I think the policy severely limits our ability to provide accountability and transparency to the public – and that communicating more information on discipline is in the interest of the administration: we should be able to show the public how hard we are working to hold employees to a high standard and we should be able to show that we hold ourselves accountable to correct improper behavior.
The city's policy is based on guidance from the New Mexico Attorney General's office that exempts many different personnel documents. This is an issue I've discussed extensively with our City Manager and City Attorney, and I'm confident that if the Attorney General's interpretation changed, our policy would reflect that – giving us more flexibility to release details of actions we take to hold our employees accountable to a high standard.
We have reached out the Attorney General's office to initiate that conversation.
Councilor Signe Lindell (by email)
These issues are complex and three-dimensional. You are dealing with the constitutional rights of our employees in both their privacy and free speech as well as our own city policies which we must balance with the public's right to know. I would welcome some guidance from the New Mexico State Attorney General on these issues. But even after that guidance is given the city must decide for itself what its procedures and policies are. However I think this is a discussion worth having and policies worth reviewing.
Councilor Renee Villarreal (by email)
As a councilor, I would also like to be informed about disciplinary action and to see the results of investigations into alleged misconduct by city employees. So yes, at some point in the personnel and disciplinary process, I think this information should become public. I believe transparency could work in the departments favor—it could prove that there was no wrongdoing by the officer.
I don't know what it would take to make that policy change, but I would consider supporting it.
Councilor Joseph Maestas (by email)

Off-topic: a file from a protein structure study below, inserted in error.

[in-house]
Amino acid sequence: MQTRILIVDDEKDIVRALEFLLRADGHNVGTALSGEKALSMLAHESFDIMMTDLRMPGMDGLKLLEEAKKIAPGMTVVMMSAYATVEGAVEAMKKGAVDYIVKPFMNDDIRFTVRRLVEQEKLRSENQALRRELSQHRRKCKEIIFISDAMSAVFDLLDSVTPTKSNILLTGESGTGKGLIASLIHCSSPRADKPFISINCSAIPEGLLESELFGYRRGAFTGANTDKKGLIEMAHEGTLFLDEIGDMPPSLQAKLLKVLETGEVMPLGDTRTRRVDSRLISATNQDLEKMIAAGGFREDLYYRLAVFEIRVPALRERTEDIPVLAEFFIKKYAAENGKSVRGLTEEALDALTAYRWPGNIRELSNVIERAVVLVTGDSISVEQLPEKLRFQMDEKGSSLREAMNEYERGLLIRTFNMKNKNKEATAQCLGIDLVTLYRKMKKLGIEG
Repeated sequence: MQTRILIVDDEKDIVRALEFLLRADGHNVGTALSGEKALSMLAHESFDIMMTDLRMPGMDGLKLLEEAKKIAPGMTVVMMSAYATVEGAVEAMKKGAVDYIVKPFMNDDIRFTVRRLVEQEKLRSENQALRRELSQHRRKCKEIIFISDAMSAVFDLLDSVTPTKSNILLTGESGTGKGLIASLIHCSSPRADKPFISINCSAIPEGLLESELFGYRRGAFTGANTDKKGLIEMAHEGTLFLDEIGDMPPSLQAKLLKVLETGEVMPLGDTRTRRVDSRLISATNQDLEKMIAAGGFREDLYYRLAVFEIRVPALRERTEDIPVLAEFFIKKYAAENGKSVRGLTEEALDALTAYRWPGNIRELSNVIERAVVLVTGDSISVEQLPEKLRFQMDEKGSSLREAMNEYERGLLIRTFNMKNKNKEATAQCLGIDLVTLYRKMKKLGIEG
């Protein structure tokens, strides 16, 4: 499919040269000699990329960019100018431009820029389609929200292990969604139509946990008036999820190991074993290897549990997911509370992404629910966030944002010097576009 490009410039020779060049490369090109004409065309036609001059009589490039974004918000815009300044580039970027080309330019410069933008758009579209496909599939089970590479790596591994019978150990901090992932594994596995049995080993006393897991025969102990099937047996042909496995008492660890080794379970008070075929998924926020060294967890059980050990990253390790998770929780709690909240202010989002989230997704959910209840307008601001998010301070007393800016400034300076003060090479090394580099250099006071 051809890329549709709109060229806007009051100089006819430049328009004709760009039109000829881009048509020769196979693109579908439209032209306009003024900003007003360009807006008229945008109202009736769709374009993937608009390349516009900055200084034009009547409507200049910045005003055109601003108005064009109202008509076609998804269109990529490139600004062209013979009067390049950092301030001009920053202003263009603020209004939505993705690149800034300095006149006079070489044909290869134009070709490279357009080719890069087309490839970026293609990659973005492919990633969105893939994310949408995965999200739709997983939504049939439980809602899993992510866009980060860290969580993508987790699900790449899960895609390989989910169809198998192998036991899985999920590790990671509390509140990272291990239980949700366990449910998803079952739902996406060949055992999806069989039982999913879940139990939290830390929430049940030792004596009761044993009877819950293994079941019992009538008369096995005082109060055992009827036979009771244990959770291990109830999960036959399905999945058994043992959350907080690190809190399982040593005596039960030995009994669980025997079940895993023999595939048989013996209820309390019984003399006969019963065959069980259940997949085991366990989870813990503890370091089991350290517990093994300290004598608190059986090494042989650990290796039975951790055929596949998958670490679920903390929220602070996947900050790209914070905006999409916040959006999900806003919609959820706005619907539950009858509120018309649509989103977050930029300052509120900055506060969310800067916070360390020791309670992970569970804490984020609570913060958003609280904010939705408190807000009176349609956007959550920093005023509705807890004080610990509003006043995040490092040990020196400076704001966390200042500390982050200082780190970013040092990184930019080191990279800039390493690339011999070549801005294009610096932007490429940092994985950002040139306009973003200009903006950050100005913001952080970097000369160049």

My position on the city's policy of not releasing discipline is that personnel issues are complex with much liability exposure for the city. They must be handled in a deliberate, objective, and thorough manner. Although I have not researched personnel law and city policies, I feel that the allegations or scope of the investigation surrounding a personnel issue and the general outcome should be disclosed to the public. However, I don't feel the details regarding the investigation should be made public as allegations are just that, allegations. It would be irresponsible of the city to release those details especially if the employee is cleared of any wrongdoing. As a long time supervisor, I was trained to always keep conduct and performance issues separate as there are separate policies to address each issue.
Instead of advocating for full disclosure of all information regarding a review or investigation of misconduct, I would strengthen policies to hold employees accountable for their actions on and off the job with more formalized ethics and conduct training. As a former federal employee, I was held accountable for my conduct off the job including my social media content.
Councilor Carmichael Dominguez (by email)
Indeed, personnel issues are complex from the standpoint that employees have various constitutional rights, along with negotiated rights not to mention due process. Without knowing details about your examples, and keeping these rights in mind, it is difficult for me to comment on personnel issues.
I certainly would recommend that the governing body work with the Attorney General to provide guidance on how to balance the rights of employees with the pursuit of transparency. I believe a change in policy would be needed, however, I do not know at this moment which policy specifically would need to be amended. I think it's a discussion worth having and I certainly would not mind having some of that discussion with my colleagues.
Chris Rivera (via telephone interview)
I'm not sure how I come down on this. It's hard enough for a police officer to do their jobs on a daily basis and everybody lumps all police together, so any bad reports on police officers makes them all look the same. I don't think people need much pushing to dislike police officers.
I haven't seen any indication that the police administration is not being accountable to the public about their officers. They are doing investigations and following procedure and when they are done and they are able to release information, they do.
(Rivera also says he's not looking for the AG to tell the city whether it has to release the information or not; that should be up to the city. Santa Fe, he said, shouldn't be lumped in with Albuquerque and all their "problems all at once.")
SFR's Julie Ann Grimm, Matt Grubs and Aaron Cantú contributed to this report.